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Poem by William Cowper

Of Himself

William was once a bashful youth;
His modesty was such,
That one might say (to say the truth)
He rather had too much.

Some said that it was want of sense,
And others want of spirit,
(So blest a thing is impudence),
While others could not bear it.

But some a different notion had,
And at each other winking,
Observed, that though he little said,
He paid it off with thinking.

Howe'er, it happened, by degrees,
He mended and grew perter;
In company was more at ease,
And dressed a little smarter;

Nay, now and then would look quite gay,
As other people do;
And sometimes said, or tried to say,
A witty thing or so.

He eyed the women, and made free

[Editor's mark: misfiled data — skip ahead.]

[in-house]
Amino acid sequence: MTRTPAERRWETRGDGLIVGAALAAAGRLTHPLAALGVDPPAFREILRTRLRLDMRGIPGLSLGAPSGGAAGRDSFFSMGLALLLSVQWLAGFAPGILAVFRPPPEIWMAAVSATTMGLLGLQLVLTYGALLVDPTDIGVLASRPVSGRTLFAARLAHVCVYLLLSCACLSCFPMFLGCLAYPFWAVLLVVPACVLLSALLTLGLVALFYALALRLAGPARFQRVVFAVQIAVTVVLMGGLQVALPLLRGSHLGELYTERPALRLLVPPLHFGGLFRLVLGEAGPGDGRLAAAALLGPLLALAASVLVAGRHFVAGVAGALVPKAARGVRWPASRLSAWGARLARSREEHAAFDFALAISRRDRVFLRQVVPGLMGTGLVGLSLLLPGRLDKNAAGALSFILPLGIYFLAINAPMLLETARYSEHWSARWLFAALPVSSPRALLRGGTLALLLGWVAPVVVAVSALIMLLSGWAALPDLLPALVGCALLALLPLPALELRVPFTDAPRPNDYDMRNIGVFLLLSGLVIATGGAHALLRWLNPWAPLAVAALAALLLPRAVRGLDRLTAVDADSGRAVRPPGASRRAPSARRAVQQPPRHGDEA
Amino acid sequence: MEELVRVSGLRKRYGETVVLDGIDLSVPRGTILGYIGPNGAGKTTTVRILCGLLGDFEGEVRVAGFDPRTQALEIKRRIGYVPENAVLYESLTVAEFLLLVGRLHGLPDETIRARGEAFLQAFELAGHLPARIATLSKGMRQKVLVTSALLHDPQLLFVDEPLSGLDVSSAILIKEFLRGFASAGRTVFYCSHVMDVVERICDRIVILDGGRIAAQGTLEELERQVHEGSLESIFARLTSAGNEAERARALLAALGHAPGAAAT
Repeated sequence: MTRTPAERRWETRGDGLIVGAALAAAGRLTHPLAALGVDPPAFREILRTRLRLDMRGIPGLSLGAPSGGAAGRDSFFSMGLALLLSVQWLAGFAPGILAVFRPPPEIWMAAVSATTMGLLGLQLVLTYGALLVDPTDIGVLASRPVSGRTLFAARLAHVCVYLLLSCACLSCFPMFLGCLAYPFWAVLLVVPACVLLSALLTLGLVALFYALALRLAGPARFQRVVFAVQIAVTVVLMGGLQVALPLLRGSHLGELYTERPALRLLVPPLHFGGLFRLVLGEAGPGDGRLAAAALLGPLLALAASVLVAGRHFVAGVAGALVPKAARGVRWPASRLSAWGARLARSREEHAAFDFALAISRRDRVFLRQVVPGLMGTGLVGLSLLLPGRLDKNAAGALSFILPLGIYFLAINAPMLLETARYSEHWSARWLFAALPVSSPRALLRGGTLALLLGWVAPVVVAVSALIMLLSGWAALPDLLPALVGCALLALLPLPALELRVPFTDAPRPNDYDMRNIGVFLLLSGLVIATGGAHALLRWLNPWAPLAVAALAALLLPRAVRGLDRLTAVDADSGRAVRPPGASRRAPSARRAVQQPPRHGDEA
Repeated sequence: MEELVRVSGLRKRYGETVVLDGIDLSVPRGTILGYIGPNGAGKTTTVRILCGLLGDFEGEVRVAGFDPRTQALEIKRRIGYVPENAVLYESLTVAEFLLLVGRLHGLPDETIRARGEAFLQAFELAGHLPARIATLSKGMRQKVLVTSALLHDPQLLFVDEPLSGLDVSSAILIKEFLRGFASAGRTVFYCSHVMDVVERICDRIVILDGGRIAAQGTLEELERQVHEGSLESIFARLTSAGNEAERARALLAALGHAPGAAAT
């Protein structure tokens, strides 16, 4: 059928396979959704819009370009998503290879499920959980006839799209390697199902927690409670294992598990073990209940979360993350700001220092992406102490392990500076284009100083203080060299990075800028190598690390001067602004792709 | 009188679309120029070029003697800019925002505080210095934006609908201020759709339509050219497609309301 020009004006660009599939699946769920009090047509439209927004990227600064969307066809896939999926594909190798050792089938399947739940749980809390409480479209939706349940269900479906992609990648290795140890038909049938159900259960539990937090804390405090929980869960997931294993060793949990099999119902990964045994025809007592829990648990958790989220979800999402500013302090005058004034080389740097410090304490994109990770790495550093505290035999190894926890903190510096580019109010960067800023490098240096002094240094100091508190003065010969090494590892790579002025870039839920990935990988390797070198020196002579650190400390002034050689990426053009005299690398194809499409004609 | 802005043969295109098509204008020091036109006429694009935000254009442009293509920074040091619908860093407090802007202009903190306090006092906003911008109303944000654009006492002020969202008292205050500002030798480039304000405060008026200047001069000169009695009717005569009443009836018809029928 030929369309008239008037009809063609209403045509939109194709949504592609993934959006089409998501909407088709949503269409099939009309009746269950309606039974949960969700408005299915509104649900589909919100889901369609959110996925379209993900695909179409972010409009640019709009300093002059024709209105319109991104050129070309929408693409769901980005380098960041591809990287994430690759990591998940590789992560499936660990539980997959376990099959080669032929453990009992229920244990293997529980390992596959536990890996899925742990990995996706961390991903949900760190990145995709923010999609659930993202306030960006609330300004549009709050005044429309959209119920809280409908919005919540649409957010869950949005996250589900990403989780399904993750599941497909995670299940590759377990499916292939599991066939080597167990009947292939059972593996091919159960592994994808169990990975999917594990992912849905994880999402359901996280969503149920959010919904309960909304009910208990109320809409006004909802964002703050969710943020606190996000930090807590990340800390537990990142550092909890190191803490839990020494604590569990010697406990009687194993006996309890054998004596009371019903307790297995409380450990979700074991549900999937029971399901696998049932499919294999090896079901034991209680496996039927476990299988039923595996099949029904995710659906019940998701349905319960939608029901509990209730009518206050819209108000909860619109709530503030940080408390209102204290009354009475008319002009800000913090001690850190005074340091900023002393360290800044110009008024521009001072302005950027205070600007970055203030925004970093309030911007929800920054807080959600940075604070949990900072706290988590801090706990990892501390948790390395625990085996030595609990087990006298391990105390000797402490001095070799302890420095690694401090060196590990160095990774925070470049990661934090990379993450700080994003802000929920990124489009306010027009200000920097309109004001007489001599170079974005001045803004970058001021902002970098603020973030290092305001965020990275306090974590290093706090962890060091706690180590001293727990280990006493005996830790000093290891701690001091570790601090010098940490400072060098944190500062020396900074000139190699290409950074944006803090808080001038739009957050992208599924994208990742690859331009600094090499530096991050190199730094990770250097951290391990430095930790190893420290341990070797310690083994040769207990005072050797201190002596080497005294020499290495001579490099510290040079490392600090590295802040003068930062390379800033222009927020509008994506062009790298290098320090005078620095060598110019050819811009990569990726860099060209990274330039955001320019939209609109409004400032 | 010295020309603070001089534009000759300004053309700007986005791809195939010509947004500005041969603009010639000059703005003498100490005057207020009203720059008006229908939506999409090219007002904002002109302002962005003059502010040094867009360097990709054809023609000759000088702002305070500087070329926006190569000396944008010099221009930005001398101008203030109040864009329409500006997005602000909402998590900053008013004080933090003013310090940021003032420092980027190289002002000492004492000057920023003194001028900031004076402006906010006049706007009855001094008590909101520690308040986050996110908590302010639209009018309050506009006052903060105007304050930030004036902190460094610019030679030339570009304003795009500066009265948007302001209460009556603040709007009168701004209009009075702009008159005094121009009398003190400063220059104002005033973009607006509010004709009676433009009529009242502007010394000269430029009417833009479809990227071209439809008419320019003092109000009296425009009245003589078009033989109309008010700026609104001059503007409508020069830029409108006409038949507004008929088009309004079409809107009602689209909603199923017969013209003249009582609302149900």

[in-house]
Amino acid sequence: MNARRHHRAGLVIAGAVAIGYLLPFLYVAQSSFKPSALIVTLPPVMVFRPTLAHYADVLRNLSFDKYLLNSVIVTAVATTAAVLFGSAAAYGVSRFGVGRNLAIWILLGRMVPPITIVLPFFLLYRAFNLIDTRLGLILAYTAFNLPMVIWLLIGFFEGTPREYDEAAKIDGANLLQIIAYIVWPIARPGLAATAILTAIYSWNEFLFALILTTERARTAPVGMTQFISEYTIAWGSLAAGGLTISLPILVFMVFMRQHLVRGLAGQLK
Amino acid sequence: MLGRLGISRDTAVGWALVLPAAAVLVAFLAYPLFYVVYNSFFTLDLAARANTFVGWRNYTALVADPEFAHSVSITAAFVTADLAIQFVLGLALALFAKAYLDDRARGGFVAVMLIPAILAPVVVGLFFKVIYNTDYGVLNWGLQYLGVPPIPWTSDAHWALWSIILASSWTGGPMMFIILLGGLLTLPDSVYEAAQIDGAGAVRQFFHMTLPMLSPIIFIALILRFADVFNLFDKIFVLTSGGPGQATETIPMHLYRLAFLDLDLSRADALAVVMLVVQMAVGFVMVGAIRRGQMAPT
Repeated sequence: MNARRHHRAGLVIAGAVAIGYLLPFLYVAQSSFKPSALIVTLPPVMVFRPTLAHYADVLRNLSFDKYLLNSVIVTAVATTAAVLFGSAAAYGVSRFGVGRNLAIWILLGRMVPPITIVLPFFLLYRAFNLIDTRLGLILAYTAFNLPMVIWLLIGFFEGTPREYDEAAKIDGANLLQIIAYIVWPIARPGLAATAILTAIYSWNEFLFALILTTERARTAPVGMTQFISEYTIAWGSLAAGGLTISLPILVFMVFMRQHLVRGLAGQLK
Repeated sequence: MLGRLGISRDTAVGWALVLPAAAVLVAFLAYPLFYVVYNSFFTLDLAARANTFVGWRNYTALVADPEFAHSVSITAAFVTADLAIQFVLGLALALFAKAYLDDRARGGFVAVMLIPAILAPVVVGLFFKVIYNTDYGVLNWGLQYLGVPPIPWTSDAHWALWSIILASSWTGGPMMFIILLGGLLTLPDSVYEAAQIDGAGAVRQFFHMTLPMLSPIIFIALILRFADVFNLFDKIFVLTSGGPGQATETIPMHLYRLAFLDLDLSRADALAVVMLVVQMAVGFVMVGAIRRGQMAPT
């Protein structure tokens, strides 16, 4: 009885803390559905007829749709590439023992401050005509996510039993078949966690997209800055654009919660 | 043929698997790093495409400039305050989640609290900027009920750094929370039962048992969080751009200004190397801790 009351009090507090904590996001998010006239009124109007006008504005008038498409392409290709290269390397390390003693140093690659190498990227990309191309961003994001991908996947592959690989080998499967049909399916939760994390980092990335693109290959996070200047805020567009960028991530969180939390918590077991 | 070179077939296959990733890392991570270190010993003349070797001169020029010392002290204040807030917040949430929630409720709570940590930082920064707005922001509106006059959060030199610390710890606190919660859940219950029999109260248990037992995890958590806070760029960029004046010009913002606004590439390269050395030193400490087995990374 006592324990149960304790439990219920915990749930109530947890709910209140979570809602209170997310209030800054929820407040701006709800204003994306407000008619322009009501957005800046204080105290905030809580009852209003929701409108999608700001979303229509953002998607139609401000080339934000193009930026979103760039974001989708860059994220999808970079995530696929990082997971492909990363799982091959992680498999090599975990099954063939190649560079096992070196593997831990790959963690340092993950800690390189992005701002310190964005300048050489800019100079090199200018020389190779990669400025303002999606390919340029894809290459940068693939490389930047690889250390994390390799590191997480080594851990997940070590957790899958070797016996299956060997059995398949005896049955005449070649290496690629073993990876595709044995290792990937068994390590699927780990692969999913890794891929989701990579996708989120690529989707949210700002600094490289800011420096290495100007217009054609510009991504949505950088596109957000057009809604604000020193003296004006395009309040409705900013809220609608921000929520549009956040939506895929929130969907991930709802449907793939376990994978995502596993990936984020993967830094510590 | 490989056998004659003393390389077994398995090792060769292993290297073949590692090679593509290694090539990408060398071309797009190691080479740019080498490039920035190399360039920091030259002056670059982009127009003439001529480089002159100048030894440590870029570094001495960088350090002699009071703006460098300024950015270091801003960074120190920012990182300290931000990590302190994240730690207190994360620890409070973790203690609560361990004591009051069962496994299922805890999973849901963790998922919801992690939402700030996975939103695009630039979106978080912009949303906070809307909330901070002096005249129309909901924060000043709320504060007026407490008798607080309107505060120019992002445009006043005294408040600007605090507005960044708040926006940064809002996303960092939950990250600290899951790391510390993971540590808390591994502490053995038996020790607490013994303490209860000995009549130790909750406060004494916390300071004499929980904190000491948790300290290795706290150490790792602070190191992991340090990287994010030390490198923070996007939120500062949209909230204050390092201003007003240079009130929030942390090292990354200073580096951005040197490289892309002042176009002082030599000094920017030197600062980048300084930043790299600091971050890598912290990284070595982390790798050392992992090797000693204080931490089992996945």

To comment on their shapes;
So that there was, or seemed to be,
No fear of a relapse.

The women said, who thought him rough,
But now no longer foolish,
'The creature may do well enough,
But wants a deal of polish.'

At length, improved from head to heel,
'Twere scarce too much to say,
No dancing bear was so genteel,
Or half so dégagé.

Now that a miracle so strange
May not in vain be shown,
Let the dear maid who wrought the change
E'er claim him for her own. 

William Cowper

William Cowper's other poems:
  1. To The Rev. Mr. Newton
  2. The Dog and the Water Lily
  3. The Doves
  4. Contentment
  5. Heroism

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